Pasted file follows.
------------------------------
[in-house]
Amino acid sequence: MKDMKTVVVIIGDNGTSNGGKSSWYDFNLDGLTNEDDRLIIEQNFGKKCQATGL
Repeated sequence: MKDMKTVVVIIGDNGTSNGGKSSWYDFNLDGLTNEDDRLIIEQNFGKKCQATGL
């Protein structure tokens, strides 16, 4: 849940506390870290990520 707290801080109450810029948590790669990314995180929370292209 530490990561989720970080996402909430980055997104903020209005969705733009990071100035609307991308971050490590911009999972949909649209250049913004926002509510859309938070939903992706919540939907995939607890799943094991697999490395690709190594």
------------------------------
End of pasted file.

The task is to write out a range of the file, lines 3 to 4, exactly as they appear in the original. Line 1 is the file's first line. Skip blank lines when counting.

Repeated sequence: MKDMKTVVVIIGDNGTSNGGKSSWYDFNLDGLTNEDDRLIIEQNFGKKCQATGL
């Protein structure tokens, strides 16, 4: 849940506390870290990520 707290801080109450810029948590790669990314995180929370292209 530490990561989720970080996402909430980055997104903020209005969705733009990071100035609307991308971050490590911009999972949909649209250049913004926002509510859309938070939903992706919540939907995939607890799943094991697999490395690709190594």